(Upper section to Mark's Bridge)

NAME OF RIVER: River Yealm.

WHERE IS IT?: South Dartmoor in Devon; it's between the Erme and Plym valleys. Map.

PUT-INS/ TAKE-OUTS: Launch at the bridge near Hele Cross (SX 614 609), the highest road access to the Yealm.

If you want to avoid Blachford Manor (see below), launch near Langham Bridge (SX 608 592), utilising the footpath from the road on river left, just past the bridge.

You can clamber out at the bridge near Mark’s Bridge (SX 602 572). Parking is limited at these spots, do not block access to farms and houses.

APPROX LENGTH: 5 kilometres.

TIME NEEDED: 2 hours?

ACCESS HASSLES: You may have to portage on private land; see below.

WATER LEVEL INDICATORS: Having a small catchment, the Yealm needs recent heavy rain. Spate should be avoided as overhanging trees (and possibly, low bridges) would become a problem. This is worth checking when the nearby Erme or Plym are on the high side.

Gauge: Check from Langham Bridge on the Ivybridge to Cornwood road. The river should be flowing well with all rocks covered, but not so high as to make overhanging branches a real concern.

GRADING: Grade 3.

MAJOR HAZARDS/ FALLS: Low trees. Weirs.

GENERAL DESCRIPTION: If the phrases ‘fun’, ‘grade 3’ and ‘bobsleigh run’ get you excited, then the upper Yealm will rock your world.

The river is significantly steeper directly upstream of the put-in, where it flows through Dendles Wood National Nature Reserve. If you wish to explore, follow the muddy track past North Hele Farm, located a few hundred metres uphill on river right.

From the road put-in, this small river has continuous rapids never dropping below grade 2, requiring constant manoeuvring and some on-the-hoof reading of horizon lines. Much of it flows through canalised banks with limited eddies; a large group wouldn’t be the best idea.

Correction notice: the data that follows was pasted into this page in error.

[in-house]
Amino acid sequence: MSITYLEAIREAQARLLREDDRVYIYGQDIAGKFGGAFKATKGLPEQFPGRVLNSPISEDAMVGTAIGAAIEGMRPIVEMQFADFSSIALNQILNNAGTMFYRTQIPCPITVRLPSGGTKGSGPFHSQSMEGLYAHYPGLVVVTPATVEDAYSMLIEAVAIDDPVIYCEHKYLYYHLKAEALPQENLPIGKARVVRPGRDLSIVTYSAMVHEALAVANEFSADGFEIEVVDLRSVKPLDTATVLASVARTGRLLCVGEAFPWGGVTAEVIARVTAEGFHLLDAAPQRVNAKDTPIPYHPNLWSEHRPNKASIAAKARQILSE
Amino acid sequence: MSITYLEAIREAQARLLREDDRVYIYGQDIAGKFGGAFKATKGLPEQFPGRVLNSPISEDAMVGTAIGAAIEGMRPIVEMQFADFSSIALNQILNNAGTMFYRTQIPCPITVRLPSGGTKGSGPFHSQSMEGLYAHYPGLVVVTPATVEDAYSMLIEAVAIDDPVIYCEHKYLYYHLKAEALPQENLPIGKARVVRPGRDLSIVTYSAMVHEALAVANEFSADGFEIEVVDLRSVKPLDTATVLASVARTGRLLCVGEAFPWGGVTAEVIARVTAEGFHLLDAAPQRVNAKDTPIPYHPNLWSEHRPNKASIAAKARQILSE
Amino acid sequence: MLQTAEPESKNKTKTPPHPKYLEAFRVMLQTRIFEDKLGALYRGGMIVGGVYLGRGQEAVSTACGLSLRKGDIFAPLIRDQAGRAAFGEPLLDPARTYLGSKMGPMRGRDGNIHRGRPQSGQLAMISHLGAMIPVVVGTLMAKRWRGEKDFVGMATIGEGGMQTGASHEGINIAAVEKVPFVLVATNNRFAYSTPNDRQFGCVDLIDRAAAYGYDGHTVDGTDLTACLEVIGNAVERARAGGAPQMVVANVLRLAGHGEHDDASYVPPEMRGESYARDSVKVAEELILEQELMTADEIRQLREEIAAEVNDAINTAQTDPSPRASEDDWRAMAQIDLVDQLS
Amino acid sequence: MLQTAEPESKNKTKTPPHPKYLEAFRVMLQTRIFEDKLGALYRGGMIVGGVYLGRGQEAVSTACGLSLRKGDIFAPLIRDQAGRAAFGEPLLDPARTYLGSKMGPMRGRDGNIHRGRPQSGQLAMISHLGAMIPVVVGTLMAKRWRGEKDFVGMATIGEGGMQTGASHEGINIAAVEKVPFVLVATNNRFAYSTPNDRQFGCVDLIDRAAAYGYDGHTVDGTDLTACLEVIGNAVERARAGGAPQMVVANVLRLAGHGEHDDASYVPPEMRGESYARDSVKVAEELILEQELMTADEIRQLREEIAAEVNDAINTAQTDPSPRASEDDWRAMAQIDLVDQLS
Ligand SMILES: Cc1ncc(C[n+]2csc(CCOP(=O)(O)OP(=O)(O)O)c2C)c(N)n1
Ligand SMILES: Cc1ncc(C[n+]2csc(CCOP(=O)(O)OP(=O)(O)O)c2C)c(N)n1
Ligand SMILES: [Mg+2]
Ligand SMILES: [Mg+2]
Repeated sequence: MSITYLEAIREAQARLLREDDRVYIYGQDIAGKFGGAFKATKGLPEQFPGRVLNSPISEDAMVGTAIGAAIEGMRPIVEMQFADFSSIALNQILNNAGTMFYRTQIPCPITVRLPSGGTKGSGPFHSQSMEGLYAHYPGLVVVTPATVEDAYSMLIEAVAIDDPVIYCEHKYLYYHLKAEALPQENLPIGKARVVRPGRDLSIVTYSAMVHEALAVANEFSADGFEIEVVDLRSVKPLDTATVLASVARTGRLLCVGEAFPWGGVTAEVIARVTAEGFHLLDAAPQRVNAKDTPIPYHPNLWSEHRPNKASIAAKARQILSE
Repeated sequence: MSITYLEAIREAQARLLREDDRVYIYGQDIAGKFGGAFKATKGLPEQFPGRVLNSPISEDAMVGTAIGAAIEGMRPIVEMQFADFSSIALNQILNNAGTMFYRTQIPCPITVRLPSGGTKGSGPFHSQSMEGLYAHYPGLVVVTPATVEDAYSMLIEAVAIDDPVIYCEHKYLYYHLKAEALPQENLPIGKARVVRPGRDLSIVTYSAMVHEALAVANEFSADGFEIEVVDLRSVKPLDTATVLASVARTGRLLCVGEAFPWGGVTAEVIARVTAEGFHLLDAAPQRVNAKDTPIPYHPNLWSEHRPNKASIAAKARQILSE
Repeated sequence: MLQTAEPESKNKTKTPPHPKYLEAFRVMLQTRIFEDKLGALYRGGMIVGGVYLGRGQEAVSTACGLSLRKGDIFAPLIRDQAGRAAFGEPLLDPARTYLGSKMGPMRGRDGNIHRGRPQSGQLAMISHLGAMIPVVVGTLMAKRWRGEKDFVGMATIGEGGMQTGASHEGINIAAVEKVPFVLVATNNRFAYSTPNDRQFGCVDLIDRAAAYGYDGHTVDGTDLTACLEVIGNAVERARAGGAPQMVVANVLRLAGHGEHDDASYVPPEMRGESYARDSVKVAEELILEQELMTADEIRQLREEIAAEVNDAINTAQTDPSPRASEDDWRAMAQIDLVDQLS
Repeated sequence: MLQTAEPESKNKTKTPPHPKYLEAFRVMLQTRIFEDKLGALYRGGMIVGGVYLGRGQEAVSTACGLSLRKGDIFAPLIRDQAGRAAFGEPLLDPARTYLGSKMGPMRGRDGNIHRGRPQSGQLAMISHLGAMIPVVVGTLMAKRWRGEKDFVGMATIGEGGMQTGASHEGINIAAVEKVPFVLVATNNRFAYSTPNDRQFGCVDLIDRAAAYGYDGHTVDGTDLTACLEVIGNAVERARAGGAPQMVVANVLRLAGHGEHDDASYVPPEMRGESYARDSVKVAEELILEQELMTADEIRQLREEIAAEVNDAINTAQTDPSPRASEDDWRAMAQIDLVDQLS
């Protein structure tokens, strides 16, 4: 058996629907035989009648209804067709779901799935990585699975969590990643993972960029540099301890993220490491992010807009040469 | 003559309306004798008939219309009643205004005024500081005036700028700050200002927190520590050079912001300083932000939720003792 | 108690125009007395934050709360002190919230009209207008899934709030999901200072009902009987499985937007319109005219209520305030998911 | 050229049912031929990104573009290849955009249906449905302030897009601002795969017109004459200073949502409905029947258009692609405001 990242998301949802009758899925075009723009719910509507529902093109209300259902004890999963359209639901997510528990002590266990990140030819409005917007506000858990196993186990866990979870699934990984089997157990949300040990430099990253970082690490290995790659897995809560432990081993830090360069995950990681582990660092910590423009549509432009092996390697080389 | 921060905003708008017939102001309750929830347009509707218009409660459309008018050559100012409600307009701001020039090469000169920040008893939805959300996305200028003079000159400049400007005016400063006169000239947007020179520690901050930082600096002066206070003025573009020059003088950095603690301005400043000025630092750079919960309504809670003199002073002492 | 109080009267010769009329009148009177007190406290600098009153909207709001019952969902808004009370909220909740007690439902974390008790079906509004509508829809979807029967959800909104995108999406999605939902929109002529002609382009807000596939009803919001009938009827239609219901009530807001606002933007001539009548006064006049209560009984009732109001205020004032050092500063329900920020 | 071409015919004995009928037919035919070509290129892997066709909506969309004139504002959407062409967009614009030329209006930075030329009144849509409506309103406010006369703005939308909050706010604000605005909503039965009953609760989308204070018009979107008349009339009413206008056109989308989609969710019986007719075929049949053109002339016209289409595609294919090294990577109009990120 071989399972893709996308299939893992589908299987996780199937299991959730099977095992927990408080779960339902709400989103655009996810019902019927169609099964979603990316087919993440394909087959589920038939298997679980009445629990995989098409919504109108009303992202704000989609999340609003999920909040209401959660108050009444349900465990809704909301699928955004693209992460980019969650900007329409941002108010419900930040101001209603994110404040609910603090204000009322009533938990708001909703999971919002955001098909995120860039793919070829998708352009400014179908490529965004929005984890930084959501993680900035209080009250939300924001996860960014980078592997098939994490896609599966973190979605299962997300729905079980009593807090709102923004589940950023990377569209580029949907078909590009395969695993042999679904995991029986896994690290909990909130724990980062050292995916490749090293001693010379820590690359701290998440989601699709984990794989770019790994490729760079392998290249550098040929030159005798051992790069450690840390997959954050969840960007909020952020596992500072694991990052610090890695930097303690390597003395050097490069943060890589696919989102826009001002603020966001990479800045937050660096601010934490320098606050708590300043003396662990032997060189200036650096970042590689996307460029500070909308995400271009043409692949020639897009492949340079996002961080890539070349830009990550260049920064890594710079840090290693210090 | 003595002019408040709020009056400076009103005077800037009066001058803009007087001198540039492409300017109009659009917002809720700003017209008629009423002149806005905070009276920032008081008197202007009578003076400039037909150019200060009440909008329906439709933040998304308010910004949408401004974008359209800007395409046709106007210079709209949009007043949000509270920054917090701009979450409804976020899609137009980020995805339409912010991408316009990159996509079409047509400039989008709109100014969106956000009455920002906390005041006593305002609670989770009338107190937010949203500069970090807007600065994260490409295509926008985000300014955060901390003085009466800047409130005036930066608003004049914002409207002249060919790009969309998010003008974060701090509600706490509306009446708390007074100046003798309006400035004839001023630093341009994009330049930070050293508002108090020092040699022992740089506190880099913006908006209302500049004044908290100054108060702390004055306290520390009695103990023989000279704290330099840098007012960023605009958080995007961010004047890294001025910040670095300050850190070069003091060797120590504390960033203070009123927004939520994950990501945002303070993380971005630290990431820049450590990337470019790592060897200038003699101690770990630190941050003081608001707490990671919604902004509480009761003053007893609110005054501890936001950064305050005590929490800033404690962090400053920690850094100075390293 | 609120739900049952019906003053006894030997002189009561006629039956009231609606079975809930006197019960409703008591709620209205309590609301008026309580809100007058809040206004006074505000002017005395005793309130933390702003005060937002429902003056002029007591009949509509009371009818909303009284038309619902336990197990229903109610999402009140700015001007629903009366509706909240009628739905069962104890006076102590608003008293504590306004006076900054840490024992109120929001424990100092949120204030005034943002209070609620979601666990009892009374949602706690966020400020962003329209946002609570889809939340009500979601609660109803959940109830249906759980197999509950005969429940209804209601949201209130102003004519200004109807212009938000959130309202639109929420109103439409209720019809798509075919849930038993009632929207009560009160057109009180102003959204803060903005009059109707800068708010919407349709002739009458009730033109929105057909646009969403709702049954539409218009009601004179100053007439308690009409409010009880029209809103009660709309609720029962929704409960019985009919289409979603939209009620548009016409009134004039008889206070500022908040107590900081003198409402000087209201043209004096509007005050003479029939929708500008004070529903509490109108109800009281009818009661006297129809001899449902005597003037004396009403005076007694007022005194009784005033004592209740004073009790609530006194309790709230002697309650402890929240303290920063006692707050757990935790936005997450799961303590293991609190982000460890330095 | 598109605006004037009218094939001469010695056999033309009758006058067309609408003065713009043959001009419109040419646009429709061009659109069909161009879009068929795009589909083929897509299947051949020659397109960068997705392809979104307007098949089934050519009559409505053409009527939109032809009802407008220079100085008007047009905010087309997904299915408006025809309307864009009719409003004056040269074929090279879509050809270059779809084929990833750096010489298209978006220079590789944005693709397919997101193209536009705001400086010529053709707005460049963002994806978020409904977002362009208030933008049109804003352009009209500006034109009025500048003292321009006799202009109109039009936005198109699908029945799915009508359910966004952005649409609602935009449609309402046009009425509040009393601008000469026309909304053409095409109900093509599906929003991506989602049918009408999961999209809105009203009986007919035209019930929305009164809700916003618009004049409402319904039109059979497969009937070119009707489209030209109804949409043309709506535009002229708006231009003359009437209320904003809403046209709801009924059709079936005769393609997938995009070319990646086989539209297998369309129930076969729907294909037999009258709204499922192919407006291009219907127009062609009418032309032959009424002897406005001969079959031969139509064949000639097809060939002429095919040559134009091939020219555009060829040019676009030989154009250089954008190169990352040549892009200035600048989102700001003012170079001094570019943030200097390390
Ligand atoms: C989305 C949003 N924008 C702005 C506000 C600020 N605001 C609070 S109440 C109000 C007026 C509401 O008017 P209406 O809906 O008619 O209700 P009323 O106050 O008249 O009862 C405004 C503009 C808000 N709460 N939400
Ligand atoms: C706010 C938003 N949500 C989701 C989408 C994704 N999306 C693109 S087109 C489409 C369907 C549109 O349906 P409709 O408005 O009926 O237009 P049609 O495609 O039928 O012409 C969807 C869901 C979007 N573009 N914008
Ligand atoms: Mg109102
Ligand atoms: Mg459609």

After a few hundred metres you pass beneath Wisdome Bridge. This is a listed building, dating from the seventeenth century; however it has been damaged by floods in 2012. Directly downstream is a long twisting grade 3 rapid, including two small weir ledges.

Things get slightly complicated, as you now enter the grounds of Blachford Manor, where the Yealm flows into a lake in front of the manor house. The river is alarmingly barred by rubber curtains which look at first glance like a lethal sluice gate, with a sign alongside warning of a dangerous weir. Should you choose to portage on river right, you will have to negotiate a metal deer fence. Actually, there is nothing nasty behind the curtains and it’s possible to push past them, with due care. Unfortunately, a hundred metres downstream is a sticky series of weir steps which you will most likely want to portage. The manor house is directly beside the weir on river left. You will have to discreetly hop ashore on river right and cross the road to launch into the lake, offering polite apologies to anyone you encounter. The lake is 250 metres long, leading to a very long bumpy weir slide which loses considerable height...great fun! You pass through another set of rubber curtains and then grade 2-3 rapids carry you down to Langham Bridge.

Those wishing to bypass Blachford Manor can launch on river left, upstream of the bridge. If doing so, there is little warm-up...paddlers are squeezed under the bridge arches into a sliding weir which catapults them into an excellent kilometre of continuous rapids. Numerous blind horizon lines keep you guessing, some of which are small weirs. Stopping and inspecting isn’t always practical, be prepared to suck it and see!

The river eases down to grade 2 as it passes beneath Blachford Viaduct. In December 2012, several trees had fallen into the river together here, necessitating a simple portage on river right. The river becomes progressively easier through the last kilometre down to the take-out bridge.  

OTHER NOTES: The lower section is much less exciting, but has moments.

CONTRIBUTED BY: Mark Rainsley.